Nieman, David C. Dr.P.H., FACSM
David C. Nieman, Dr.P.H., FACSM, is professor and director of the Human Performance Laboratory, Appalachian State University in Boone, North Carolina. He is an active researcher and author of several textbooks on health and fitness. Email your questions to: email@example.com.
Q: I AM A VEGETARIAN FITNESS ENTHUSIAST BUT HAVE STARTED TRAINING FOR AN IRONMAN 70.3 (1.2-MILE SWIM, 56-MILE BIKE, AND 13.1-MILE RUN). SHOULD I ADD MEAT TO MY DIET TO ENSURE ADEQUATE PROTEIN AND IRON AS I STEP UP MY TRAINING?
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A: No, meat is not needed in your diet to support intense training. Misconceptions regarding exercise and the vegetarian diet are widespread, and I will clear these up for you.
A vegetarian diet is defined as one that does not include meat, fish, or fowl. A lacto-ovo-vegetarian diet includes dairy products and eggs but no meat. Vegetarian diets, when properly planned, provide all the nutrients you need and, at the same time, help prevent and treat disease (1-3).
Vegetarian diets also offer a number of nutritional benefits, including lower levels of saturated fat, cholesterol, and animal protein as well as higher levels of carbohydrates, fiber, magnesium, potassium, folate, and antioxidants such as vitamins A, C, and E (1). Vegetarians tend to be leaner than nonvegetarians, have lower blood cholesterol and blood pressure levels, and are less likely to have heart disease, type 2 diabetes, and prostate and colon cancer (2,3).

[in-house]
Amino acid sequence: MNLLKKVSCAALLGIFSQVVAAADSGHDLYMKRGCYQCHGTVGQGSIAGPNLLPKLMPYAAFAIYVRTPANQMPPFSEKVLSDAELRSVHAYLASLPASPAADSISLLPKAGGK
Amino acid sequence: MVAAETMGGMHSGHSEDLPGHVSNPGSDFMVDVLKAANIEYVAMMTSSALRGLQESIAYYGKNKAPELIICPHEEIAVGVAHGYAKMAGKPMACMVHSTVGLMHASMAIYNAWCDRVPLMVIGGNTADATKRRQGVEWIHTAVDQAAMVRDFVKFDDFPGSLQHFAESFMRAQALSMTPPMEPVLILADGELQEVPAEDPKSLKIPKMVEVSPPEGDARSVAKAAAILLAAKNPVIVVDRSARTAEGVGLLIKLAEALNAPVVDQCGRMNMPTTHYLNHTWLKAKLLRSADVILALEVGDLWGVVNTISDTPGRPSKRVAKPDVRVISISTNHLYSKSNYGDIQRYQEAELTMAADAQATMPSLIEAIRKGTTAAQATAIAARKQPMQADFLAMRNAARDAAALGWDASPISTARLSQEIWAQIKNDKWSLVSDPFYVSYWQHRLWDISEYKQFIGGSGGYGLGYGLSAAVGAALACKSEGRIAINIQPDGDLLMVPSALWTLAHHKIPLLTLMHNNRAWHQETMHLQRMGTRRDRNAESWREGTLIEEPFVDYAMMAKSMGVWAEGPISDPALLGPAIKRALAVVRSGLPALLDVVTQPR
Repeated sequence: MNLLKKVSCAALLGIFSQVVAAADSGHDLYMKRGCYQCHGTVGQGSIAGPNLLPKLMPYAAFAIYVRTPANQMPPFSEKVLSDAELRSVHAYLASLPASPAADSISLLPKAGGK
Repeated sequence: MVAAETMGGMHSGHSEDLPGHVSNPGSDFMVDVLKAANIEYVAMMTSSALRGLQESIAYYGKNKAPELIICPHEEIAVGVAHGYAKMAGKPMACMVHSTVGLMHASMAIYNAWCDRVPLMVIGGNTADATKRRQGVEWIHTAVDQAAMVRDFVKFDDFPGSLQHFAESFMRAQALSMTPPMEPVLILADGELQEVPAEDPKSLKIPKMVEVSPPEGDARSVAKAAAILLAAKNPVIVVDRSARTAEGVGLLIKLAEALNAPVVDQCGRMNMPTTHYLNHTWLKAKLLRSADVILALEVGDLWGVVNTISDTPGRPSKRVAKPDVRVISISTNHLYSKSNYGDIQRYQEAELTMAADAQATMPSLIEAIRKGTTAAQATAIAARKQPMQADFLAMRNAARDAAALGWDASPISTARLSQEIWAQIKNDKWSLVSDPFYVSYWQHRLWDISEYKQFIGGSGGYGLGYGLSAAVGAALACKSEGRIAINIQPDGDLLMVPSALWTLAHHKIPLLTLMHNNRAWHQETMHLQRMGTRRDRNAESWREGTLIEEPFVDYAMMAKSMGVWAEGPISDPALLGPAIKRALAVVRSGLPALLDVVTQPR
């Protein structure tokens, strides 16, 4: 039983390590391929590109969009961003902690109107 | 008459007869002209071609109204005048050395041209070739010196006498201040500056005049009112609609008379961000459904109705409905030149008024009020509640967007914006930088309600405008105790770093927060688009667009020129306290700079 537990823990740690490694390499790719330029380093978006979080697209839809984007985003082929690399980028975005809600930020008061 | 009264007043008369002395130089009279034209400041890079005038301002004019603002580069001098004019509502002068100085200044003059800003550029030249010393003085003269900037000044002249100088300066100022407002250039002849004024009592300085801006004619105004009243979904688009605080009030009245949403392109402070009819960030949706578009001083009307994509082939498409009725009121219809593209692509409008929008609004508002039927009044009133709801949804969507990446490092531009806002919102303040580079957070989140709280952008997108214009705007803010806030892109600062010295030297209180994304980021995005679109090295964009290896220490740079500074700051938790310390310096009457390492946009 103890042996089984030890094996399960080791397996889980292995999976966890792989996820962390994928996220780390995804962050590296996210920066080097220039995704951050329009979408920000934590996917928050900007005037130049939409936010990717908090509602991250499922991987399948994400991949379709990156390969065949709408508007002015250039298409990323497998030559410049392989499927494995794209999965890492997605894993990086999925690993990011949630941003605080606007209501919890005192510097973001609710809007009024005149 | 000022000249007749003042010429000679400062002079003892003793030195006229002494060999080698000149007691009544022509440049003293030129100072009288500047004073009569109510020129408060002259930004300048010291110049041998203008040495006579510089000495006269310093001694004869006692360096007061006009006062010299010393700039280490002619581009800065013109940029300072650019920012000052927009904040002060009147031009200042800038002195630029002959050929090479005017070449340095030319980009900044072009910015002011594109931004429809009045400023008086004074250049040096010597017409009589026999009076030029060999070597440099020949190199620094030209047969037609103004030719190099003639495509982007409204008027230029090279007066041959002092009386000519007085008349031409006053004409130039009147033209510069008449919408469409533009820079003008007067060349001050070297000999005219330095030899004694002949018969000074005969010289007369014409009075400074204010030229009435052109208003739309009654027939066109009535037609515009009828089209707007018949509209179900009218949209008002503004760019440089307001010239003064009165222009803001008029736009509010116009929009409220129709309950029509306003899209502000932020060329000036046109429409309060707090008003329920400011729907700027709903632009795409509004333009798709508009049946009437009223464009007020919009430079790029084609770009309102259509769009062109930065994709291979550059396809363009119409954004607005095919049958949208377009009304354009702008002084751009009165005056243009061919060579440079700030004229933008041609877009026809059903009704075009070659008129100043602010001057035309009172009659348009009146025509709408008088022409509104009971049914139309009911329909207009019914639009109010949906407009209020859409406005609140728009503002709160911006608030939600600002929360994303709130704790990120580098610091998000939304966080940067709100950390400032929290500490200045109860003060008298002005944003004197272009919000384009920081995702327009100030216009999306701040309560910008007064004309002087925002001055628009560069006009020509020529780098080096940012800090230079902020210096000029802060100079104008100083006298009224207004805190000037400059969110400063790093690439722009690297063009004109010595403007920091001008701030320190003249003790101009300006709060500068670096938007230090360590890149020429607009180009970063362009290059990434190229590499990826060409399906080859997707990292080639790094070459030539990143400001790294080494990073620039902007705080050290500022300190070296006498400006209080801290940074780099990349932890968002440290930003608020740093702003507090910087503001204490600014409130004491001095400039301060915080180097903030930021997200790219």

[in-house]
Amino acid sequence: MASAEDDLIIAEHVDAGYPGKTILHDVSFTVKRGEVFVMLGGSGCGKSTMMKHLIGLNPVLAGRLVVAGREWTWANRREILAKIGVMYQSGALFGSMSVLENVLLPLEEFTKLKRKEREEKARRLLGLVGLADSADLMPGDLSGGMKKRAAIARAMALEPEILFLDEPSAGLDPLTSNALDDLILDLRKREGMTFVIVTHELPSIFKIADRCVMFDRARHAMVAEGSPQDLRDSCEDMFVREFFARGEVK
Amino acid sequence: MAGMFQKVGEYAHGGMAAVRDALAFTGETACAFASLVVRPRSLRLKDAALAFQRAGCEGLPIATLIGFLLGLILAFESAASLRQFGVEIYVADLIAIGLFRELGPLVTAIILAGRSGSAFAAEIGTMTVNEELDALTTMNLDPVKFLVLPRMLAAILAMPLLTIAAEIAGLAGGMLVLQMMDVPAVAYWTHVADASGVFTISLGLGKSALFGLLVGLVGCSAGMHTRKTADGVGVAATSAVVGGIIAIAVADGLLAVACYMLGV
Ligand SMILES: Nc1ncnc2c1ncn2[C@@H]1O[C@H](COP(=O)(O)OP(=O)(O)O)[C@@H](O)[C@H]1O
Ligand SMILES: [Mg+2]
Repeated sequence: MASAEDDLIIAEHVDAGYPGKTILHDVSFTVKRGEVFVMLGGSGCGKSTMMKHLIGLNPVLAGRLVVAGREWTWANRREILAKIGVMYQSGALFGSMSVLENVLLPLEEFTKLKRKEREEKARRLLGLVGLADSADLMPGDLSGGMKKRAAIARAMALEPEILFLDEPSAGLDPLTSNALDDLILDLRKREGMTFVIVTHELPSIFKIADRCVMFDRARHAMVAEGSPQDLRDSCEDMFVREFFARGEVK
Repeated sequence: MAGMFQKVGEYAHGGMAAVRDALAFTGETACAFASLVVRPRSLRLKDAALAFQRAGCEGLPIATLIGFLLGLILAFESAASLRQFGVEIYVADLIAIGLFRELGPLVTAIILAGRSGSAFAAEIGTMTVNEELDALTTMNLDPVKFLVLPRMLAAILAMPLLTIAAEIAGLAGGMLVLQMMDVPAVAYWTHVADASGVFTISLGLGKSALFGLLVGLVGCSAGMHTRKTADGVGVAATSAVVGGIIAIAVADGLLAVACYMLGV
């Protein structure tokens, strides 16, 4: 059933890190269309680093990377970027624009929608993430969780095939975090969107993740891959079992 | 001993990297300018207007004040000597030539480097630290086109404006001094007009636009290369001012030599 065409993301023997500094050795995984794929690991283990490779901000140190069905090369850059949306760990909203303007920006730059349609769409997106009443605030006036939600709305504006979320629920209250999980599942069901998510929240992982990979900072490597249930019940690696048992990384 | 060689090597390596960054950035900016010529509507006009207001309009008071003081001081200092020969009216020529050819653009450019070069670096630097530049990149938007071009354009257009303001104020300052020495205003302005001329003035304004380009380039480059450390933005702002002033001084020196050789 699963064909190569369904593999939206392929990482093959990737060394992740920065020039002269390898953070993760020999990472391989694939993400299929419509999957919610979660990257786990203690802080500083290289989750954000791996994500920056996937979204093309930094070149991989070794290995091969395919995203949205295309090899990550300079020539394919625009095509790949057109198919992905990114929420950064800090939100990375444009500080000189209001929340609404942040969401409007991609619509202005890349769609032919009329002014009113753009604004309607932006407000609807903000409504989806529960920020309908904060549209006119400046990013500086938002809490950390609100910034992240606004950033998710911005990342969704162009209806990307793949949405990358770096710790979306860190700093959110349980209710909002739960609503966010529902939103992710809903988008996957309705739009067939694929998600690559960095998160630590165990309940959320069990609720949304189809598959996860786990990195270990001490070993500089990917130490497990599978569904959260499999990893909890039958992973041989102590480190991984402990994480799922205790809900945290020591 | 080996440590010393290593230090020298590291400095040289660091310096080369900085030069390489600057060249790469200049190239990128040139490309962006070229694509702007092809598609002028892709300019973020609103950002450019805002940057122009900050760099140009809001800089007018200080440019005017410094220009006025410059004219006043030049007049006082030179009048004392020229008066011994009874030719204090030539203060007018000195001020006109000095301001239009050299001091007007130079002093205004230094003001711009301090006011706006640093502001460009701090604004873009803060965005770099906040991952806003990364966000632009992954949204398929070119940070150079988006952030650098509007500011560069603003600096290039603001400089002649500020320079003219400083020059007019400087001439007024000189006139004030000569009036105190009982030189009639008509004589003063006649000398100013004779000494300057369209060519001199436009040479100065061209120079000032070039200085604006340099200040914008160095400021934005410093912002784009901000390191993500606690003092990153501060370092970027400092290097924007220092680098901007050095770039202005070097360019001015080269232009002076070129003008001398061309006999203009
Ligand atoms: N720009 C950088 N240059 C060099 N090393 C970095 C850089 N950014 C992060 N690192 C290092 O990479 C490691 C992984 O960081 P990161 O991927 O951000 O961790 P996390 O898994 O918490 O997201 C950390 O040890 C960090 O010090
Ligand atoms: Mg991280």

What food is best for fitness enthusiasts and athletes? Next to training and heredity, nothing is more important to athletic endeavors than diet. And there is no lack of opinions about the best kind of diet. Ancient Greek and Roman athletes and warriors emphasized a diet based on meat to gain the competitive edge. Milo of Crotona, a legendary Greek wrestler who reportedly consumed gargantuan amounts of meat, was never once brought to his knees over five Olympiads (532 to 516 B.C.) (4). Roman gladiators believed that meat made them better warriors, a myth that persists to this day among many football, basketball, and baseball athletes.
Vegetarian athletes fought back during the mid-to-late 1800s. Vegetarian societies formed athletic and cycling clubs, and members often outperformed their carnivorous competitors in long-endurance race events (4). During modern times, elite athletes such as triathlete Dave Scott, body builder Bill Pearl, long distance runner Paavo Numi, tennis players Martina Navratilova and Billy Jean King, Olympic wrestler Chris Campbell, and Olympic figure skater Surya Bonaly demonstrated that the vegetarian diet was compatible with successful athletic endeavors at the highest level.
Research during the past half century indicates that carbohydrate is the primary fuel of the working muscle for all athletic endeavors including weightlifting, team sports, and endurance activity (e.g., running, swimming, and cycling). Because the vegetarian diet is naturally high in carbohydrate, a growing number of athletes have become vegetarians or at least near vegetarians.